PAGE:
One of the challenges our partners face in parts of Kyrgyzstan is the growth of Islam, especially among the younger generation. In some areas, teens and young adults are expected to recite parts of the Quran before they’re allowed into one popular fast-food restaurant.
While most people who are passingly familiar with Islam know that its holy book is the Quran, far fewer are aware of the expansive library of hadith that usually accompany the Quran.
The gospel of Matthew details an odd story about a failed healing being brought to Jesus. A man pulls out of the crowd and says to Christ, “‘Lord, have mercy on my son, for he has seizures and he suffers terribly. For often he falls into the fire, and often into the water. And I brought him to your disciples, and they could not heal him.’” (Matthew 17:15-16, ESV).
In Central Asia, there is a story about a weaver who imprudently fell in love with a princess, but then many great loves seem ill advised to those on the outside.
The heart of the church and their discipleship movement is to always keep your eyes open for people in need around you, always look for God’s hand on people and listen to his voice as you interact with others.
Chances are good that if you’re a parent, you can quote Ephesians 6:1-3 by heart. “Children, obey your parents in the Lord, for this is right. ‘Honor your father and mother’ (this is the first commandment with a promise), ‘that it may go well with you and that you may live long in the land.’”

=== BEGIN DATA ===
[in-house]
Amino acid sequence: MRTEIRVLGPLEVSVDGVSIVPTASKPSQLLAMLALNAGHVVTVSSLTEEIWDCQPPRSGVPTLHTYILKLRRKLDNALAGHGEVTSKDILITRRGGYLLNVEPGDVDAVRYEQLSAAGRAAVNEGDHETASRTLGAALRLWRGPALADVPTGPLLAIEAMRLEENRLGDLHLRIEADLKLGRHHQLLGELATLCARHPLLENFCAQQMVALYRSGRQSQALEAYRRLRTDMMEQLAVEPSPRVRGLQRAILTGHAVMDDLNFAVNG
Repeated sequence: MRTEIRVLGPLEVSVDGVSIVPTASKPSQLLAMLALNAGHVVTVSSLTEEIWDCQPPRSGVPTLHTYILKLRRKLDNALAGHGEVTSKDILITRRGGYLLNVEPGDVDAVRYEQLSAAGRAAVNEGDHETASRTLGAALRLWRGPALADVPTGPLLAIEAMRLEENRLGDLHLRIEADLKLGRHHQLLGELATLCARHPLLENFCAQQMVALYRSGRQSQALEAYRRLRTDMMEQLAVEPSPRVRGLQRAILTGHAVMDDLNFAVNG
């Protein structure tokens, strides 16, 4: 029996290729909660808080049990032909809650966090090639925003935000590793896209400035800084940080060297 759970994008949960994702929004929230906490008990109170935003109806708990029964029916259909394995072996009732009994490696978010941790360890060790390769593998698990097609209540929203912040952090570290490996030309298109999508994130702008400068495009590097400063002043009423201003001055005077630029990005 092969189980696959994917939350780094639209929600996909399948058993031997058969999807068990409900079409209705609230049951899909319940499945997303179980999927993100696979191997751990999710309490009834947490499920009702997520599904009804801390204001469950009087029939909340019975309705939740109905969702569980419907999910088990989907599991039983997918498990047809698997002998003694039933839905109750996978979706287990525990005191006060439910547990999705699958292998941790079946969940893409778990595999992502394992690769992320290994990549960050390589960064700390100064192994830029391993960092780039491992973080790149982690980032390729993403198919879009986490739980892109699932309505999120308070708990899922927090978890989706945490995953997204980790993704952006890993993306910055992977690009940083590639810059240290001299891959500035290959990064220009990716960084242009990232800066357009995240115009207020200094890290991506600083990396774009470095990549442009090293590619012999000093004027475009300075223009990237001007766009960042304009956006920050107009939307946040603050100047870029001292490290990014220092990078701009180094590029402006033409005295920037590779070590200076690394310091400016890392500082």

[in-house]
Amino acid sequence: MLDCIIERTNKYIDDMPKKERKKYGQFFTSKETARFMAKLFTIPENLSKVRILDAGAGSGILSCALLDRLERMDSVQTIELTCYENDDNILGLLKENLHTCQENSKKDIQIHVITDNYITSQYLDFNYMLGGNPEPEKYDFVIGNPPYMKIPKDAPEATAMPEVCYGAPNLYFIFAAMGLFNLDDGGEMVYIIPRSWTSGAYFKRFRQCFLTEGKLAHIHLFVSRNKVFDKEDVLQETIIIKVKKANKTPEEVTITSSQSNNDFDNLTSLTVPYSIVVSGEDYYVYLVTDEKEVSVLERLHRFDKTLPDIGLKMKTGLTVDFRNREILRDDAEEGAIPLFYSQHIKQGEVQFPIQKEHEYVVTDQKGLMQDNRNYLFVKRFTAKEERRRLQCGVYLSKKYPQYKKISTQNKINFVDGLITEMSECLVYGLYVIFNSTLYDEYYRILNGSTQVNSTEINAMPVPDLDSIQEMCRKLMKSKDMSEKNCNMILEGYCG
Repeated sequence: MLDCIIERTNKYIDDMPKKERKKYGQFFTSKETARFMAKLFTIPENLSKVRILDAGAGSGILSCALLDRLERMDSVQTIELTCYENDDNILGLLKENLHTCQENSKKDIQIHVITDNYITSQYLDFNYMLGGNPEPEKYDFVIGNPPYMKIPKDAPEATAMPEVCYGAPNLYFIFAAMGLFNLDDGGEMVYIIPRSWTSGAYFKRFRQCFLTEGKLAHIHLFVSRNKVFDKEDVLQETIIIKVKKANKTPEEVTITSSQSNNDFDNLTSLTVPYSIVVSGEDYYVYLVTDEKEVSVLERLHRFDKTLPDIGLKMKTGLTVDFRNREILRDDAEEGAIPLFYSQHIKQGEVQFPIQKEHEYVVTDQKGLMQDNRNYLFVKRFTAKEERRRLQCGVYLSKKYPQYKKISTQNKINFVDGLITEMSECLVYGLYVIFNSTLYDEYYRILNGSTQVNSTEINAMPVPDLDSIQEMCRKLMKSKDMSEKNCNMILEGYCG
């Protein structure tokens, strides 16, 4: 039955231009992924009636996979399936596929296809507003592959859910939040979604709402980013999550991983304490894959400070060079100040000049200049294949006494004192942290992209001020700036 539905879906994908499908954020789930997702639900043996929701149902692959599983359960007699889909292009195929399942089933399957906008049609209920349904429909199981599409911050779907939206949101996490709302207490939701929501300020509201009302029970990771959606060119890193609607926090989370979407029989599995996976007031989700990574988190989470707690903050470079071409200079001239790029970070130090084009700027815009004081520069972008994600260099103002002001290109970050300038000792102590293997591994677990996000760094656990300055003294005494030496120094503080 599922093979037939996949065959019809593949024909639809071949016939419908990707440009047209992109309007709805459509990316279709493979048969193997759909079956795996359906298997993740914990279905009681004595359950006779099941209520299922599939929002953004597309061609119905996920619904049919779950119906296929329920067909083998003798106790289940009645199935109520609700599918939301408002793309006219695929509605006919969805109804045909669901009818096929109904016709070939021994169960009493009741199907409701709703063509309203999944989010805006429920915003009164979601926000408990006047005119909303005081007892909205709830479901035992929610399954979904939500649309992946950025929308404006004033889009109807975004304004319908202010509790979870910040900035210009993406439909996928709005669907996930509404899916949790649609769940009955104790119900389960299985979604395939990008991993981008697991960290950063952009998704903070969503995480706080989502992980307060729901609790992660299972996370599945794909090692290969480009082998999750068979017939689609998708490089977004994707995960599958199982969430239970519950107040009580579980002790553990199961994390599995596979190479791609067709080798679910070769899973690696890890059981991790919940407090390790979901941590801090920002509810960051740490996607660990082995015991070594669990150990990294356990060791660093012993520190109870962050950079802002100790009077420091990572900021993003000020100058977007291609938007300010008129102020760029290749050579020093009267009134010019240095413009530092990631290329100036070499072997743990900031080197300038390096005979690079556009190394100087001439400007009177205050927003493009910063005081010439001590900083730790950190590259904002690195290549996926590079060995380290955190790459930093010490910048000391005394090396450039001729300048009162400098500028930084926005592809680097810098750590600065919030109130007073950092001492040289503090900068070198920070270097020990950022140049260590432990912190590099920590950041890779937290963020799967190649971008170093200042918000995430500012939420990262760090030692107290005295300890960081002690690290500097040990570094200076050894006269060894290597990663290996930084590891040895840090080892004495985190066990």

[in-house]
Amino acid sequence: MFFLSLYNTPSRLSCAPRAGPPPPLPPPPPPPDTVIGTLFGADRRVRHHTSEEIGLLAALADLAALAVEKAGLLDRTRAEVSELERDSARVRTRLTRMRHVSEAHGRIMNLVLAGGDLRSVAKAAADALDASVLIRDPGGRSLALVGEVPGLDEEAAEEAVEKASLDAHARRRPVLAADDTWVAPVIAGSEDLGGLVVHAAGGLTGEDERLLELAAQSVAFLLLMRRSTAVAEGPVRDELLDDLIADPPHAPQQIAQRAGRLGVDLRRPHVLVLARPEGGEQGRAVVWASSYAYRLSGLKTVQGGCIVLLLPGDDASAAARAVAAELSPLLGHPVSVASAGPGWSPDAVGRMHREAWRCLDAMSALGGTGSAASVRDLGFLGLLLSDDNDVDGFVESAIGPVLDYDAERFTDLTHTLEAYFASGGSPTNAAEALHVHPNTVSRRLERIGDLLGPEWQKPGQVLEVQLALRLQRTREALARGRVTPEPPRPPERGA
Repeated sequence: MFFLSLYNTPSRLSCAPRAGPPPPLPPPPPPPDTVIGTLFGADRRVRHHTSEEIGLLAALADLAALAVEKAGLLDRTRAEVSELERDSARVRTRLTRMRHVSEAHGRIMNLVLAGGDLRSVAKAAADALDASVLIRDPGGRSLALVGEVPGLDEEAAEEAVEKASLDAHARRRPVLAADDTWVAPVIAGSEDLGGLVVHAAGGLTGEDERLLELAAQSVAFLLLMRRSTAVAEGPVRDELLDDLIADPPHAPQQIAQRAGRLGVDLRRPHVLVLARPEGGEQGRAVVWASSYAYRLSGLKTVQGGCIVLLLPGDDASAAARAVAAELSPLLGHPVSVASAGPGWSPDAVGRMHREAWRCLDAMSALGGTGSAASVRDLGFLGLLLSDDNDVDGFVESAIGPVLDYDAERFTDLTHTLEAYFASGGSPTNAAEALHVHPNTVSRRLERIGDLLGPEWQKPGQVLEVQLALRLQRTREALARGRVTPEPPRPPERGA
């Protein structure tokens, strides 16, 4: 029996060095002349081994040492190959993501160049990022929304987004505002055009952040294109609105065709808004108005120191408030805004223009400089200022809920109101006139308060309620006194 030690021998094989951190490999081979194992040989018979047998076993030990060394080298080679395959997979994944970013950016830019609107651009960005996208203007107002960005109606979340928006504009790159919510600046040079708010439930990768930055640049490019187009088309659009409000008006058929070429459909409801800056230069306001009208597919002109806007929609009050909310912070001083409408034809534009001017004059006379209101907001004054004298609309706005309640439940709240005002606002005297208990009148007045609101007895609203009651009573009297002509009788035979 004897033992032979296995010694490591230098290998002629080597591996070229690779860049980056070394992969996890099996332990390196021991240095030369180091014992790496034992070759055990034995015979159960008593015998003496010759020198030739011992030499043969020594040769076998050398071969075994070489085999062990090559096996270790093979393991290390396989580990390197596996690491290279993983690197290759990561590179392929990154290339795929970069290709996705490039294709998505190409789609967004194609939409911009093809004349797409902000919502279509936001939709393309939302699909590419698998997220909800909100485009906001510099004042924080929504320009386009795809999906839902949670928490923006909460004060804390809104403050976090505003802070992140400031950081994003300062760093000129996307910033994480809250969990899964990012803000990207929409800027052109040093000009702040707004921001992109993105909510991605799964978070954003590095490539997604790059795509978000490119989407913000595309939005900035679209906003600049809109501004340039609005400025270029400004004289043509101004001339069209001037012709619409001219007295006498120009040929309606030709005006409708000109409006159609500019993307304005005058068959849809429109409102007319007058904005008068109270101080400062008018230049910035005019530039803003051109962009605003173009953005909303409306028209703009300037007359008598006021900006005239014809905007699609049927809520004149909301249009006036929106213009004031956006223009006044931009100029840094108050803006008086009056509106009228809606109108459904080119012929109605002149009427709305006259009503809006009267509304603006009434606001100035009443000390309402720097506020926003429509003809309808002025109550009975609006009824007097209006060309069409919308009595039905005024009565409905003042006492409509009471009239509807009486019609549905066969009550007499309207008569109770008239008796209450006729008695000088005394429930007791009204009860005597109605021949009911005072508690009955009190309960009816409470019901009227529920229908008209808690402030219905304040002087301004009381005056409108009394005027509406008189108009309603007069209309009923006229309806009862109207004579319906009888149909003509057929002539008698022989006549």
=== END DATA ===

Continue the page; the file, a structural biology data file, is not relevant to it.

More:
Kyrgyzstan is a country of astonishing history and breathtaking landscapes.
On the northwest border of China, its soaring peaks rival Switzerland’s mighty Alps. Here several branches of the ancient Silk Road met, and Persian, Turkish, Russian and Asian cultures blended.
The first or second Sunday of November—the date depends on your church or denomination—is considered an international day of prayer for the persecuted church, and the believers in India could certainly use our prayers.
In a country in Central Asia, a center for young adults buzzes with joyful activity. 15 young men and women are occupied in productive crafts—sewing, making jewelry, repairing electronics. One cuts hair and does manicures. Some have found vocations, earning diplomas outside the center—in massage therapy, cooking and wood-burning.